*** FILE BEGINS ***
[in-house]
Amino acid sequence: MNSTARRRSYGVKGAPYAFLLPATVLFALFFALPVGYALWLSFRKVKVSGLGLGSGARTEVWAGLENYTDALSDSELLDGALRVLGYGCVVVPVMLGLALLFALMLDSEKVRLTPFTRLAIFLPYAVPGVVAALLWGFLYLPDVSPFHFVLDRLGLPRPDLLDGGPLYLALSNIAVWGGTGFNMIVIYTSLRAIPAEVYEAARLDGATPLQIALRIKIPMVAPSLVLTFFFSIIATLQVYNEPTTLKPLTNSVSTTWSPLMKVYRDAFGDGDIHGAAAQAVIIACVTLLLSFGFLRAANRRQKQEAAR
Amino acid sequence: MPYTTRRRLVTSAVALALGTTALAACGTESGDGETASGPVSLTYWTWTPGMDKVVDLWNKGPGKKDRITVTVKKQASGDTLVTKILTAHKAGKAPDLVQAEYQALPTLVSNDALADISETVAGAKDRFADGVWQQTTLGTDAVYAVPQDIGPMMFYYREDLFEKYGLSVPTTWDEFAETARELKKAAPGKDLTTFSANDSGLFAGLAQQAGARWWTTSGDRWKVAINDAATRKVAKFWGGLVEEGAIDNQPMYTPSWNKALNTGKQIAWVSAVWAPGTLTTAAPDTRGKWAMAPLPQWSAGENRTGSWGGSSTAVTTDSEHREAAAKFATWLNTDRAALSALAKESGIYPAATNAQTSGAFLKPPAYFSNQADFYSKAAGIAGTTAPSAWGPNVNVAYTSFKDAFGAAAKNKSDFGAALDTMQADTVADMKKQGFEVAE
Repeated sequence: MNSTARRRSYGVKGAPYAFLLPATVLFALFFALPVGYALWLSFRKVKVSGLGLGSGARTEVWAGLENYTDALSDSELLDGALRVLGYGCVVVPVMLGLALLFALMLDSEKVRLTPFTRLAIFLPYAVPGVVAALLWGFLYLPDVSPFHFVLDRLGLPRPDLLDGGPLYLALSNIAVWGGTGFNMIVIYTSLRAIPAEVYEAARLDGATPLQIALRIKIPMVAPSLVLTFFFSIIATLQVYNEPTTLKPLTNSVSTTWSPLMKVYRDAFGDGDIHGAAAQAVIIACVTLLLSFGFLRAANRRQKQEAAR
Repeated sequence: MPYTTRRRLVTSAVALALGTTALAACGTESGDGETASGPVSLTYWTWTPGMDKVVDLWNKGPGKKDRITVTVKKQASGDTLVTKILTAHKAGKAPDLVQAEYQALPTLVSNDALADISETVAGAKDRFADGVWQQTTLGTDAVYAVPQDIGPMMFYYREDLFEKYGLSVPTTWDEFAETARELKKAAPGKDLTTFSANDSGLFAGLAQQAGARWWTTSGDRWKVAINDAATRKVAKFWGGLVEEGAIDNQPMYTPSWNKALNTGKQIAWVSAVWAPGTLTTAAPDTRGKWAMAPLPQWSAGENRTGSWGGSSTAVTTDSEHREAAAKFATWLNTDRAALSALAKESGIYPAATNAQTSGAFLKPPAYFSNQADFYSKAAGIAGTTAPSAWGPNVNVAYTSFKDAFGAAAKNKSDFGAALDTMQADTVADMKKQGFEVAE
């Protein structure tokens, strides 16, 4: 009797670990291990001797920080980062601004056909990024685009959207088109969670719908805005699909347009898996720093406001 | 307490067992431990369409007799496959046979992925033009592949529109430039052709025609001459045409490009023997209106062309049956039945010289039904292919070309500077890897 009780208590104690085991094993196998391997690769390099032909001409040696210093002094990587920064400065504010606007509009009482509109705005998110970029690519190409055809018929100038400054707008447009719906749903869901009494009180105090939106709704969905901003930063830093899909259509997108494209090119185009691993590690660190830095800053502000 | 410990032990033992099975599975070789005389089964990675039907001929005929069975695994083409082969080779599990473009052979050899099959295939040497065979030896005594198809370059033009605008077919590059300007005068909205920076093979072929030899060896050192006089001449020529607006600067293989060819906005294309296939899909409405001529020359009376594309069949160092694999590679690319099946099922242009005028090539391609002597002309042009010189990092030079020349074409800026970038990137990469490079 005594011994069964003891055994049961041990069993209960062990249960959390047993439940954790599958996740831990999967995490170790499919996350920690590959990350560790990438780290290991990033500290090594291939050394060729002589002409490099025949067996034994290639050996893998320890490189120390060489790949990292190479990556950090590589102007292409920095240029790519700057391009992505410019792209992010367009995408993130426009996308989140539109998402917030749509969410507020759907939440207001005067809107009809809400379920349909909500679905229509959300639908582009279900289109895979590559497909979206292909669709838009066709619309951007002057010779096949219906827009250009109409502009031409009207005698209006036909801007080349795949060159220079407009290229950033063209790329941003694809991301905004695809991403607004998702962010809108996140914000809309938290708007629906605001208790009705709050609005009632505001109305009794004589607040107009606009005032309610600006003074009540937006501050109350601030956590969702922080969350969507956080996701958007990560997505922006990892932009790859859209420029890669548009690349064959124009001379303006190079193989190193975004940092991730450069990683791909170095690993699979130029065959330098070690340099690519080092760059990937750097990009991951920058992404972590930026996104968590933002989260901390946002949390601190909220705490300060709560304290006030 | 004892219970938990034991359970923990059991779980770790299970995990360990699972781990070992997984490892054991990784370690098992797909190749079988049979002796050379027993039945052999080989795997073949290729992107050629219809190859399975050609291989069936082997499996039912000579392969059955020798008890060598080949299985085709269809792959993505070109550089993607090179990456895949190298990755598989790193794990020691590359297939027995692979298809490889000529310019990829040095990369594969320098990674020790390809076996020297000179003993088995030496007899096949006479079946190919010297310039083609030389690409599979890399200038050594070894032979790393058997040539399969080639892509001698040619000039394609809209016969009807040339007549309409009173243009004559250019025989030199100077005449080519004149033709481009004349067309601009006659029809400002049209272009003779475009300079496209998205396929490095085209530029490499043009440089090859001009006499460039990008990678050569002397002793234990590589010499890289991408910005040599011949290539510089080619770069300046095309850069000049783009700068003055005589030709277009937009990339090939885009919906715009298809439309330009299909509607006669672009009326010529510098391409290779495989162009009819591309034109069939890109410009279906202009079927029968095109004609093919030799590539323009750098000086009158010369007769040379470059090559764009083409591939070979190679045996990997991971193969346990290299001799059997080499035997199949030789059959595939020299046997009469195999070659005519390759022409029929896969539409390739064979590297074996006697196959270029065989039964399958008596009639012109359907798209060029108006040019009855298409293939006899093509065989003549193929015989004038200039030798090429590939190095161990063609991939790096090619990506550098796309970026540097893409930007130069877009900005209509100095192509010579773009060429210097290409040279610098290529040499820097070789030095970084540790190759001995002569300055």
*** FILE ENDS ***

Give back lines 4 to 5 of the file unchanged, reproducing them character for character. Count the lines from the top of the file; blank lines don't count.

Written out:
Repeated sequence: MNSTARRRSYGVKGAPYAFLLPATVLFALFFALPVGYALWLSFRKVKVSGLGLGSGARTEVWAGLENYTDALSDSELLDGALRVLGYGCVVVPVMLGLALLFALMLDSEKVRLTPFTRLAIFLPYAVPGVVAALLWGFLYLPDVSPFHFVLDRLGLPRPDLLDGGPLYLALSNIAVWGGTGFNMIVIYTSLRAIPAEVYEAARLDGATPLQIALRIKIPMVAPSLVLTFFFSIIATLQVYNEPTTLKPLTNSVSTTWSPLMKVYRDAFGDGDIHGAAAQAVIIACVTLLLSFGFLRAANRRQKQEAAR
Repeated sequence: MPYTTRRRLVTSAVALALGTTALAACGTESGDGETASGPVSLTYWTWTPGMDKVVDLWNKGPGKKDRITVTVKKQASGDTLVTKILTAHKAGKAPDLVQAEYQALPTLVSNDALADISETVAGAKDRFADGVWQQTTLGTDAVYAVPQDIGPMMFYYREDLFEKYGLSVPTTWDEFAETARELKKAAPGKDLTTFSANDSGLFAGLAQQAGARWWTTSGDRWKVAINDAATRKVAKFWGGLVEEGAIDNQPMYTPSWNKALNTGKQIAWVSAVWAPGTLTTAAPDTRGKWAMAPLPQWSAGENRTGSWGGSSTAVTTDSEHREAAAKFATWLNTDRAALSALAKESGIYPAATNAQTSGAFLKPPAYFSNQADFYSKAAGIAGTTAPSAWGPNVNVAYTSFKDAFGAAAKNKSDFGAALDTMQADTVADMKKQGFEVAE